The Cyclone III board I’m using has a nice roomy EP3C25 FPGA with about 25,000 logic elements and 32 meg of SDRAM, but is rather lacking in ports for talking to the outside world. I plan to add an RS232 serial port to the power board which featured in my last post, just as soon as I receive the requisite components.
The power board connects to the two least useful of the board’s GPIO headers; most of the IOs on these headers are used up by the SDRAM, but the other two GPIOs are almost fully functional. (On the EP3C16 version of the board, all 36 IOs on these headers are available – but the EP3C25 needs more power pins, so a few of the IOs are unavailable to me.)
In approximate order of importance, the ports I want to add to this project are:
- PS/2 keyboard and mouse
- SD card
- Joystick (9-pin DSub, Atari/Amiga style)
- Ethernet – if at all possible.
The VGA port requires three individual resistor ladder DACs, which means a fairly high component count, so I wasn’t keen to try building this particular interface on stripboard. Therefore I decided to try having a custom PCB made.
I used the freeware edition of Eagle to produce the schematic of my board and lay it down, and learned a great deal in the process. Since including just the VGA port would have been a waste of the remaining pins on the header, I also included the PS/2 ports and audio port on this board (using the DE1 and Minimig schematics as reference).
I made a few mistakes in the process, which I shall avoid next time! Most importantly, I wasn’t entirely clear about which side of the board was which. I now know that by default components placed in Eagle are assumed to be on the top layer of the board, with through-hole components being soldered at the back – but I routed the traces on the top layer, intending to treat that as the solder-side and place the components on the other side. I’d correctly flipped the components to deal with this, but it confused the PCB fab house and delayed things a little. What I should have done was place everything the right way round, then route the traces onto layer 16 (the back of the board) instead of layer 1.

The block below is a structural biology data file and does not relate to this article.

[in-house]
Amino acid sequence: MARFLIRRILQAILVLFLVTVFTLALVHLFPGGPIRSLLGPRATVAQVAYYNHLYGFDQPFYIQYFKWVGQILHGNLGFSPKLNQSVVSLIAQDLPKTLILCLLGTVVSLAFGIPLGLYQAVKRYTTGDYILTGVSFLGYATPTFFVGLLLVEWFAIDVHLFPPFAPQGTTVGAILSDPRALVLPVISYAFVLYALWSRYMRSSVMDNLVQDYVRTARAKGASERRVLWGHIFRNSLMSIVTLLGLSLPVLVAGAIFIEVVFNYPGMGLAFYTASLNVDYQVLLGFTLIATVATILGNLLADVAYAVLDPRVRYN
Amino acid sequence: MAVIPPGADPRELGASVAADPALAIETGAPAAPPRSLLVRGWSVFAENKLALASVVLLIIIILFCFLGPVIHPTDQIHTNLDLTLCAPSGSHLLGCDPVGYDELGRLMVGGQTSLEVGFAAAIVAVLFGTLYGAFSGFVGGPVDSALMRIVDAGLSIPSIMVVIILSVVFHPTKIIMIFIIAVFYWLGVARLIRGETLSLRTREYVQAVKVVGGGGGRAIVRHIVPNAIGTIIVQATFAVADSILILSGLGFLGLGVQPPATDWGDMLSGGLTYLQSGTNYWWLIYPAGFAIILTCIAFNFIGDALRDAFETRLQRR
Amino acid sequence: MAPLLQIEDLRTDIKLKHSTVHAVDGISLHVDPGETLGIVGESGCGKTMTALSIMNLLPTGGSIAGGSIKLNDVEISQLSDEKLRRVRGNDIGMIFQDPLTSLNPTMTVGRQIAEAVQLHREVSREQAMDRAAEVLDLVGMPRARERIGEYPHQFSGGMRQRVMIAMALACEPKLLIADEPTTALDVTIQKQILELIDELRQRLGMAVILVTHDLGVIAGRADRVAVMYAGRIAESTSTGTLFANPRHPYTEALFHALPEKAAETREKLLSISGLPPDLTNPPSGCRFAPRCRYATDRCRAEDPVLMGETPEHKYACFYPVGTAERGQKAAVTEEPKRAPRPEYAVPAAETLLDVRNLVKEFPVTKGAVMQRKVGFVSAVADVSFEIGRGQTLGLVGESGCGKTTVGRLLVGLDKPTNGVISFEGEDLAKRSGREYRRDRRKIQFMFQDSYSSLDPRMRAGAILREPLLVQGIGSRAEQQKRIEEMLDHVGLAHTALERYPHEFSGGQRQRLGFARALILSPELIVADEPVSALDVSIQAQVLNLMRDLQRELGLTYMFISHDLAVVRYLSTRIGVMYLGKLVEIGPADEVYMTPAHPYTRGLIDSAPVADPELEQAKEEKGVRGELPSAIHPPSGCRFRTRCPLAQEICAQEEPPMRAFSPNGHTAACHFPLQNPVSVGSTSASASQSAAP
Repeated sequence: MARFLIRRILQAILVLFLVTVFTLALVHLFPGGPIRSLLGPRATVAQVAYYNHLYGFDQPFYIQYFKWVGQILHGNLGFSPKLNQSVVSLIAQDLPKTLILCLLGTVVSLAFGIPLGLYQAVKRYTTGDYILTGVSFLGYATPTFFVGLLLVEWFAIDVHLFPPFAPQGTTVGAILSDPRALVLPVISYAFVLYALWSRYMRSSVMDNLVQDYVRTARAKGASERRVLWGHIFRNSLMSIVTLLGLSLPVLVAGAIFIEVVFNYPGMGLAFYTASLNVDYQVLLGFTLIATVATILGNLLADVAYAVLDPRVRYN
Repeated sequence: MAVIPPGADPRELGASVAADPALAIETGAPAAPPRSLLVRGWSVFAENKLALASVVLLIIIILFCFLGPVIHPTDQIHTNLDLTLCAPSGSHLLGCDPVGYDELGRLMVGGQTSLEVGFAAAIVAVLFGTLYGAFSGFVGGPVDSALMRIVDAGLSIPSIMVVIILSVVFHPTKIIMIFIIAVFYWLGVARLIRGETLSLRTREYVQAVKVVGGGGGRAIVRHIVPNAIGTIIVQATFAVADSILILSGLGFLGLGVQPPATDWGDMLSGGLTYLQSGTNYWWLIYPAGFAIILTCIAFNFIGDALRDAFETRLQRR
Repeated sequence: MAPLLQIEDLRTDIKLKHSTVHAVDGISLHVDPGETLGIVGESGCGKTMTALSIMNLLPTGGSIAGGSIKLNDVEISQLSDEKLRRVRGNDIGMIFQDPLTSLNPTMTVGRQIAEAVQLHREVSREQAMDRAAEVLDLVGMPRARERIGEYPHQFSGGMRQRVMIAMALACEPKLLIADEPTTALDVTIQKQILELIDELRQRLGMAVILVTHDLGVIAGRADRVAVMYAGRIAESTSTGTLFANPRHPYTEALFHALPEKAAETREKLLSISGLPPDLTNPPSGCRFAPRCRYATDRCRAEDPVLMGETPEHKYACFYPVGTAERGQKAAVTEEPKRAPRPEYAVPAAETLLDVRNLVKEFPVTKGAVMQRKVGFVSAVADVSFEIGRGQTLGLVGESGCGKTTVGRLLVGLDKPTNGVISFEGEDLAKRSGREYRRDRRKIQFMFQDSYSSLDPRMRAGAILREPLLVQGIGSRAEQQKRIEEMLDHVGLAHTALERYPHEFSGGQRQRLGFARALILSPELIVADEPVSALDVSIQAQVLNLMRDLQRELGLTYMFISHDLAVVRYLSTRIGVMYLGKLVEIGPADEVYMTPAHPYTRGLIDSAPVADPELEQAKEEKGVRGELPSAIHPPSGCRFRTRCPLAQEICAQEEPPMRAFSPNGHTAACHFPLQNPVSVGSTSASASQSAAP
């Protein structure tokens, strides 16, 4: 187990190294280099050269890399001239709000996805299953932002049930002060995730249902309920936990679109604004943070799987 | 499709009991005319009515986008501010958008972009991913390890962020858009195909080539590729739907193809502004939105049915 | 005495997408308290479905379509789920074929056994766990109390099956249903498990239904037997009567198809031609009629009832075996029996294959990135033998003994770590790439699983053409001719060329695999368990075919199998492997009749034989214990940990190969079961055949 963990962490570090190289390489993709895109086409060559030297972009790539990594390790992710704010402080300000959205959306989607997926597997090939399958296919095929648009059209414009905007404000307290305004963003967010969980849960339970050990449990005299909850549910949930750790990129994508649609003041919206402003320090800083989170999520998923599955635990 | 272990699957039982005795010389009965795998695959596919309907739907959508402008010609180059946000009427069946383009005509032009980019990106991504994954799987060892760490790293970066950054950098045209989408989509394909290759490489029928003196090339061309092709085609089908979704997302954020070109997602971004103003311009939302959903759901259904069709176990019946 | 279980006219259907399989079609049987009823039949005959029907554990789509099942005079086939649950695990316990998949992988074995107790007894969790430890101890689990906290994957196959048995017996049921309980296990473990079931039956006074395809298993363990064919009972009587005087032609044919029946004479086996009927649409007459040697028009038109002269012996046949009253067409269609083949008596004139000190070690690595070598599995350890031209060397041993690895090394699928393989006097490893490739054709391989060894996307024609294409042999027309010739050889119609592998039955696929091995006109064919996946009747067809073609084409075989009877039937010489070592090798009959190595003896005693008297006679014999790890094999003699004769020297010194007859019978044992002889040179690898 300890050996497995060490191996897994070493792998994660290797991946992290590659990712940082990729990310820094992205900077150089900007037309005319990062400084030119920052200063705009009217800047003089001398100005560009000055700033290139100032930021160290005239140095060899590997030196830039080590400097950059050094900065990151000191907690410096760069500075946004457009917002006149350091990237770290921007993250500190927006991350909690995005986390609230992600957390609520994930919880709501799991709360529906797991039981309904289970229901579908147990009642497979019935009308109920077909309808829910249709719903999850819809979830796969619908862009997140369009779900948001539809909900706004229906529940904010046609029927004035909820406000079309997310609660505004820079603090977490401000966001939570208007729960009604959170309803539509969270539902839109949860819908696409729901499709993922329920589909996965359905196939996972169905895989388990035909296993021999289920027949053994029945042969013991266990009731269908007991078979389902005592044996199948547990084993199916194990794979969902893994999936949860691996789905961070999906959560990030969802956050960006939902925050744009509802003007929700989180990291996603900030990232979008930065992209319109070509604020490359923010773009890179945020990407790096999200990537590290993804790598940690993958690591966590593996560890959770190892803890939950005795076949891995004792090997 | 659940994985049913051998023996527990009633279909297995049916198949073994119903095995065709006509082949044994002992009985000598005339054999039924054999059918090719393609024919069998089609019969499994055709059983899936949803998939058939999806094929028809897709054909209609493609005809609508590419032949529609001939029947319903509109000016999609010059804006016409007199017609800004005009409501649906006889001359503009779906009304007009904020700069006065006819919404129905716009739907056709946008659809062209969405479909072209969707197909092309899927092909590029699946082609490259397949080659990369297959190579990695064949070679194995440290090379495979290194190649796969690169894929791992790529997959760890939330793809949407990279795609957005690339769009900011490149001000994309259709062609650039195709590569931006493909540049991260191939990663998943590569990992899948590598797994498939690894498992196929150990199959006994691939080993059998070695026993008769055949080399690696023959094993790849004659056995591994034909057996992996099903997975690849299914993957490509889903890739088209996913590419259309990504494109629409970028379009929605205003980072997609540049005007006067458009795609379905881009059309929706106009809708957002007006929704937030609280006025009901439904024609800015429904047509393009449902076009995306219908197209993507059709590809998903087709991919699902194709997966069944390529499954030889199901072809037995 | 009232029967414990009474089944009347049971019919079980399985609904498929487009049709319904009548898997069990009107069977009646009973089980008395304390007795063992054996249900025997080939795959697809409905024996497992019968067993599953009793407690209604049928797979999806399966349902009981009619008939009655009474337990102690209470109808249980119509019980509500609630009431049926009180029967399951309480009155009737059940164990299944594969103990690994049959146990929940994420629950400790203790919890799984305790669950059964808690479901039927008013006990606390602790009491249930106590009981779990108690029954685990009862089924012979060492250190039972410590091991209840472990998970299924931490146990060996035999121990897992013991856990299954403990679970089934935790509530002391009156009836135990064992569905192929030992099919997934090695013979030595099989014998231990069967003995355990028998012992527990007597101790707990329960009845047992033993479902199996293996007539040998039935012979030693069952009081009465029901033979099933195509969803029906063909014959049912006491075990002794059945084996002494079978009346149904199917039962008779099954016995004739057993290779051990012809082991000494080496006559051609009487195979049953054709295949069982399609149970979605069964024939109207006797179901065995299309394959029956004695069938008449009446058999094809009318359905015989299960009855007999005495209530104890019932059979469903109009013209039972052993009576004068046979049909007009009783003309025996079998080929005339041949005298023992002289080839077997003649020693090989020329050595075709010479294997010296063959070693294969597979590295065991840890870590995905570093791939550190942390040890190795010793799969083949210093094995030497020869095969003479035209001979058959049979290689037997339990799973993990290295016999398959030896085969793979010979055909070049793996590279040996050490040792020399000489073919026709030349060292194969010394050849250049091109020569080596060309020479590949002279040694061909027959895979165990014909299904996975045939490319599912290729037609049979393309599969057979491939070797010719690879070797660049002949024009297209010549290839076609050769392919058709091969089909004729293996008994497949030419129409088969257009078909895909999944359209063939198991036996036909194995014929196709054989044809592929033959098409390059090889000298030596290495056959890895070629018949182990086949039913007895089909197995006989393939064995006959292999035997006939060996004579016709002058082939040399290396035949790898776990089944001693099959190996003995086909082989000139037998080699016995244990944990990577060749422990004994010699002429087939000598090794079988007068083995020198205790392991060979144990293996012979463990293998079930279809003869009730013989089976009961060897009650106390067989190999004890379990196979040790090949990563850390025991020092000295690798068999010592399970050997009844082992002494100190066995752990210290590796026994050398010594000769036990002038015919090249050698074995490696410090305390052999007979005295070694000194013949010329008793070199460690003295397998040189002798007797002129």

I used Futurlec to make the PCBs; they seem to be the most affordable option for a hobbyist who only wants a couple of boards. Because I’d opted for the cheapest shipping method, the boards took a couple of weeks to arrive, but I received them on Friday, and have almost finished populating the first one!
This board attaches to J1 on the FPGA board, and provides a 6-bit resistor ladder for each colour, giving a theoretical 262,144 colours without dithering.
I haven’t yet tested the PS/2 sockets, since I’m waiting for a delivery of the right value of resistor to complete the board – but once it’s verified as working I’ll make the Eagle files available for download.
The 6-bit resistor ladder probably deserves some explanation, since it was an interesting problem to solve. The VGA specification says that the maximum voltage on the R, G and B pins should be 0.7v, and the load on these pins (i.e. the monitor) should have an impedance of 75 ohms. The FPGA either drives each pin to +3.3v or to gnd, so the FPGA, the resistor ladder and the load form a complicated potential divider.
Since it’s non-trivial to calculate the voltage produced for an arbitrary input to the resistor ladder, I created a spreadsheet to do the job, and found a combination of standard value resistors that would give a maximum value very close to 0.7v.
The spreadsheet, in case anyone’s interested, can be found here.
The resistor values I settled on were:
- 525R (formed with a 1K and 1K1 in parallel – which, yes I know, adds a large potential error where you want it least, but also gives you scope to trim that error by swapping resistors in the hope of finding a good match.)
So does it work? As always, a picture speaks a thousand words: